On this season of “Happily Divorced,” Peter gets a job working as an assistant to Joan Collins, who plays a fictionalized version of herself. What other stuff are you excited about this season?
I’m think I’m most excited about the fact that the season is arcing around Fran being engaged to be married. And the guest stars just keep it so exciting! We have Molly Shannon, Cyndi Lauper, Joan Collins, Ralph Macchio and more. We‘re also introducing a new neighbor: a very sexy, British rogue of a man. I think that it’s going to be a very fun, big season. I’m looking forward to it and I think that the audience is going to eat it up with a spoon!
Tell us a little more about the great work your cousin is doing in the New Orleans area rebuilding houses with Project Home Again.
I’m very proud of my cousin Erica. She’s a great girl and talented in many ways. She’s also vegan, a great chef and a great stylist. Now she’s ventured into the world of philanthropy and being a great do-gooder, which is very near and dear to my heart. At the same time, she feels she’s contributing to the greater good by helping people who lost their homes during Katrina to acquire new ones. I applaud her for that. The Buddhist monks teach us that the happiest people are those who are making other people happy. People who try to make themselves happy are never as happy as those who help others. Making other people happy has the silver lining of making you very happy and I think Erica has come to love it as well. She’s very happy helping the people of New Orleans.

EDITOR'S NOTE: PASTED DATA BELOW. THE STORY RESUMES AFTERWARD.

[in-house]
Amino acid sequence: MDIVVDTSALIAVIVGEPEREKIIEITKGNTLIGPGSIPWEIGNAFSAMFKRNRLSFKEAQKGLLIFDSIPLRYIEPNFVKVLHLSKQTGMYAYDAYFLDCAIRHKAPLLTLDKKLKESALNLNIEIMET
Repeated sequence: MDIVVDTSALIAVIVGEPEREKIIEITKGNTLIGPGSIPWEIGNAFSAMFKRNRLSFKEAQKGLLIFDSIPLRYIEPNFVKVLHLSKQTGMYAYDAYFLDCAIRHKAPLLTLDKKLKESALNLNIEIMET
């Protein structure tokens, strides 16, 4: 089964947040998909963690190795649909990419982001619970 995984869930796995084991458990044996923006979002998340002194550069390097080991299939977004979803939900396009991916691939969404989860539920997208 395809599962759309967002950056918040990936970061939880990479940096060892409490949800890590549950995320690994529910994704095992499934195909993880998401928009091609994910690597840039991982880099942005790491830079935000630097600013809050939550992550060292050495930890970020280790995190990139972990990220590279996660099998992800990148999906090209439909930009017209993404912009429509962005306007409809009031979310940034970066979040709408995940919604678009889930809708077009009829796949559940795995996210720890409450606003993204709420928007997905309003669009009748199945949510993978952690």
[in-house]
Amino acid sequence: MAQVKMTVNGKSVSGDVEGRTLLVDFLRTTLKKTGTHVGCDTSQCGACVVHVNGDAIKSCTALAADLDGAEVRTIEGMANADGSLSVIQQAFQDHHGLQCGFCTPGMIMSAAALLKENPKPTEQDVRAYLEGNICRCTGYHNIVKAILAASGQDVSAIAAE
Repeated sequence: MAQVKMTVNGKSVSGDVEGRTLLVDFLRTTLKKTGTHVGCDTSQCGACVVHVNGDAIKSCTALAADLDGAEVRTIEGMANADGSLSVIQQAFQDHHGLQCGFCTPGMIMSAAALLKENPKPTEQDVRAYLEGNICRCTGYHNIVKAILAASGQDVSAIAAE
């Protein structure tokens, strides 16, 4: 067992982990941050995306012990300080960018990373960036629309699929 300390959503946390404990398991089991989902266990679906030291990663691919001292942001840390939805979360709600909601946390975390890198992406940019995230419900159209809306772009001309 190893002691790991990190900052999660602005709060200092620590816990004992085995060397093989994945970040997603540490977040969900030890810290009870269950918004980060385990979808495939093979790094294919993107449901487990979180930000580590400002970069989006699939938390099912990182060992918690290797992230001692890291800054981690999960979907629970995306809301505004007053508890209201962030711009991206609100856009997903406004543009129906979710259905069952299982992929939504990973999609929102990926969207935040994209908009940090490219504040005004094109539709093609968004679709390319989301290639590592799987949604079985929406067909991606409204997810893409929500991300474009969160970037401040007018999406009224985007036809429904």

Tell us what you love about New Orleans.
I have always loved New Orleans and have always had a great time when I’ve gone down there. I love the people and I have friends down there. I love the climate, the music, the food and the vibe of the place.
What makes you laugh these days?
What makes me laugh? Well, always Peter, my parents, being with friends, the ironies of life. I see the humor in what happens naturally in life. I love a good comedy. I love the comedy we’re doing with “Happily Divorced.” Once in a while I really enjoy watching comedy in movies and on television in projects other than my own. It always feels good to laugh out loud; that’s what we strive for on “Happily Divorced.” It’s a good feeling to be lighthearted. I think there is an art and a practice to living a joyful life.
Fran’s Top 10 Must-Have Things to Make Life Easier and Healthier
- Nearest and dearest friends and family
- Esther (Fran’s adorable Pomeranian!)
- Fresh flowers
- Fresh organic food
- Good health